The pros and cons of TV shows that tackle life during — or after — a pandemic
When Prince Amponsah landed a supporting role on HBO station eleventhe Toronto-born actor knew the post-apocalyptic series set in the aftermath of a pandemic would be a tough sell for some.
The show was adapted from a smash hit 2014 novel by British Columbia-born novelist Emily St. John Mandel, about a future society that was ravaged by a plague-like disease 20 years prior. As the technology has become nearly obsolete, a traveling theater group performs Shakespeare for survivors, demonstrating the value and meaning that art can bring in times of despair.
“I know a lot of people who were hesitant to say, ‘I don’t know if I really want to watch this, you know, from the things that we’re…still dealing with today in real life,'” Amponsah told CBC News.
A growing number of TV shows are trying to address the elephant in the room: does the COVID-19 pandemic exist in their universe or not? Some programming executives are avoiding COVID-related content, while others are finding creative ways to tackle the pandemic, both directly and indirectly.
“A post-apocalyptic show about joy”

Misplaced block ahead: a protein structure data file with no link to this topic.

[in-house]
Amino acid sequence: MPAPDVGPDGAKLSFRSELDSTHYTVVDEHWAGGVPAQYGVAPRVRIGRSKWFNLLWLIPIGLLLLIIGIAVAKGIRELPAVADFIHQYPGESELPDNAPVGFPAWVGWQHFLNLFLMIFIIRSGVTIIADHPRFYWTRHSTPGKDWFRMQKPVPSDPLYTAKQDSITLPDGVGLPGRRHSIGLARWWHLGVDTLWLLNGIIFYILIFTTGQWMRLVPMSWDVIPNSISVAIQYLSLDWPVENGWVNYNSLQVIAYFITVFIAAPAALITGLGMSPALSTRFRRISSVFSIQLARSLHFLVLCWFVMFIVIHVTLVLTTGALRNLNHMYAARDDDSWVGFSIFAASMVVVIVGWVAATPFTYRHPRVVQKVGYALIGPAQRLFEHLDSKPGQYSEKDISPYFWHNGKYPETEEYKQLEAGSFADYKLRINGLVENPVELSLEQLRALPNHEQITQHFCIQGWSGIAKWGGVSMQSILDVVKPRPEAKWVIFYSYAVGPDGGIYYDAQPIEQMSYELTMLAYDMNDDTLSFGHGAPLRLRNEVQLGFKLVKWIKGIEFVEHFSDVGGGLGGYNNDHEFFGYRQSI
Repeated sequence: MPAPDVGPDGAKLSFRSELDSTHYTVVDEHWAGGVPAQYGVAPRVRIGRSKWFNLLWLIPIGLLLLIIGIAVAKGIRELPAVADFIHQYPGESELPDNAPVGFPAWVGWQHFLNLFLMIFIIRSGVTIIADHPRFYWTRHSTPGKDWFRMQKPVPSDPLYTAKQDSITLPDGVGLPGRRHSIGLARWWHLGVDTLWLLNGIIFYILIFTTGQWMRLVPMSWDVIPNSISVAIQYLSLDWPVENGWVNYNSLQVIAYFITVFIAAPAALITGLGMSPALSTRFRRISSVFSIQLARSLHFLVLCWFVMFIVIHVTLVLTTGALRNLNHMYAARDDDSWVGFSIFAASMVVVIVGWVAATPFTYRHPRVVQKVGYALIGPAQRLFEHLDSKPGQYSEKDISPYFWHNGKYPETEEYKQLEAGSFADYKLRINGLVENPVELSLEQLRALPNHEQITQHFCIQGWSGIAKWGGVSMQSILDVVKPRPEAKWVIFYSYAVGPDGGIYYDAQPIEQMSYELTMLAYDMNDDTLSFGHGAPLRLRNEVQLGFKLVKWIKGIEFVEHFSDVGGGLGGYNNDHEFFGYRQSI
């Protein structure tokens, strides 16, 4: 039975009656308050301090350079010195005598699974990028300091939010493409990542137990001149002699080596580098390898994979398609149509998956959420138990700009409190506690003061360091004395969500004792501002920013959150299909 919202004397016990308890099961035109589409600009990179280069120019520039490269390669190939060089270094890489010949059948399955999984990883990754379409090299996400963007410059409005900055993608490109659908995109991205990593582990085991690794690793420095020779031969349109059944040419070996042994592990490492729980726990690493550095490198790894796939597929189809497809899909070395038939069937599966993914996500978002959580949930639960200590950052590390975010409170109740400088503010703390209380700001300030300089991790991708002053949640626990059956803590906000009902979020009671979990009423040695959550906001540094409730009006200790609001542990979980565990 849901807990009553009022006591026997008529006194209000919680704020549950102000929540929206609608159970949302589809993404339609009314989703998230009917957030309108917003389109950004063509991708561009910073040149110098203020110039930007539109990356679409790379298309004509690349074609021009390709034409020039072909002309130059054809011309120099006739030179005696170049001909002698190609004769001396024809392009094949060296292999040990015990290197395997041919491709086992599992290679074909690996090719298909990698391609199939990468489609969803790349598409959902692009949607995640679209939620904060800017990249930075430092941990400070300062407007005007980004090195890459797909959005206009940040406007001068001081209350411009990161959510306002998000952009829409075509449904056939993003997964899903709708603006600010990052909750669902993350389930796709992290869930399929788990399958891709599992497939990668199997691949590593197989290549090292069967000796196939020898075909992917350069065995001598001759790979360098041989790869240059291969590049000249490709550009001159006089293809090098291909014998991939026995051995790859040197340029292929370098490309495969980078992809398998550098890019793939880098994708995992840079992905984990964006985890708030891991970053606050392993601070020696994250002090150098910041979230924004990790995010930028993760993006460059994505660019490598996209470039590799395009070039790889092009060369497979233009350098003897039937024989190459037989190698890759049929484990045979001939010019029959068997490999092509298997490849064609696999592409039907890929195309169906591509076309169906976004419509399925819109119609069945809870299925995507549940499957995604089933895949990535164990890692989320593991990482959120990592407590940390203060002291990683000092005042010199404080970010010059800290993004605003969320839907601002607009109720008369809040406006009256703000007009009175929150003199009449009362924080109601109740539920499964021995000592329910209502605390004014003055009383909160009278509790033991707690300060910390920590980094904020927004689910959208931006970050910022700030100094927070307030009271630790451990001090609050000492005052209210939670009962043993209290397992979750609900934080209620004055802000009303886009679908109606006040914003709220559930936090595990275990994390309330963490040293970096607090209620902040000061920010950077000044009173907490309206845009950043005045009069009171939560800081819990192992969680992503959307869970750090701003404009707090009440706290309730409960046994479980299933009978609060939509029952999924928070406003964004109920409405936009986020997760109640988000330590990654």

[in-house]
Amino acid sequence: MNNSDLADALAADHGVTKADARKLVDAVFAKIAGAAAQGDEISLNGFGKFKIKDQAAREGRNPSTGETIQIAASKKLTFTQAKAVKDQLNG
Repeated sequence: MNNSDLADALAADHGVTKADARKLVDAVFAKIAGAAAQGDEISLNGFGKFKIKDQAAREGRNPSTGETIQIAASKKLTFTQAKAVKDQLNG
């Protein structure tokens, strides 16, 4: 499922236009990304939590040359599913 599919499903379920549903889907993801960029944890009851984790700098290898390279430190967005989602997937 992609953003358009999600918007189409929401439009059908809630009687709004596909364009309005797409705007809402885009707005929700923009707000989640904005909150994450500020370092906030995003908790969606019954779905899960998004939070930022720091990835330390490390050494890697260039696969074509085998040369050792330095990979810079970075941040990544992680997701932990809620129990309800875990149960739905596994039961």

In the case of station eleven, despite a gritty first episode, it’s ultimately a hopeful story, Amponsah said.
“I’m glad people are taking the time to invest in the story and the outcome of the hope that it’s kind of trying to represent,” he said.
And the show’s time jump prevents it from dwelling too long on how things fell apart.
“I think the reason some people are able to look station eleven at this moment, it is that he is ignoring the apocalypse; it mostly happens off-screen,” said Emily VanDerWerff, TV critic for US news site Vox. “It gives us space to imagine our own version.”
Prior to its December 2021 airing, a TV adaptation of the novel had been in development at WarnerMedia — HBO’s parent company — for two and a half years. Filming for the series began in January 2020 and was put on hold when the pandemic began two months later. A year passed and the series started filming again in February 2021.
WATCH | HBO Max series trailer station eleven:
When asked if the studio had considered canceling the series in light of the pandemic, creator Patrick Sommerville Recount rolling stone magazine, that was never a consideration.
The early episodes “followed on the premise that we pitched, which was a post-apocalyptic show about joy,” Somerville said.
“We had just enough proof of concept that there was a feeling that station eleven wasn’t leaning towards despair, exactly. It took terror out of the equation, to make our executives and the studio feel secure that any time we could get back up and running, it would be a worthy endeavor to keep pursuing.”
WATCH | Netflix series trailer sweet tooth:
Like station elevenNetflix’s post-apocalyptic show sweet tooth began the pre-pandemic development years and was released in 2021. Adapted from a Marvel comic book series, sweet tooth takes place in a future world where a pandemic has led to the existence of a human-animal hybrid species, largely hunted by those who believe they caused the catastrophic event.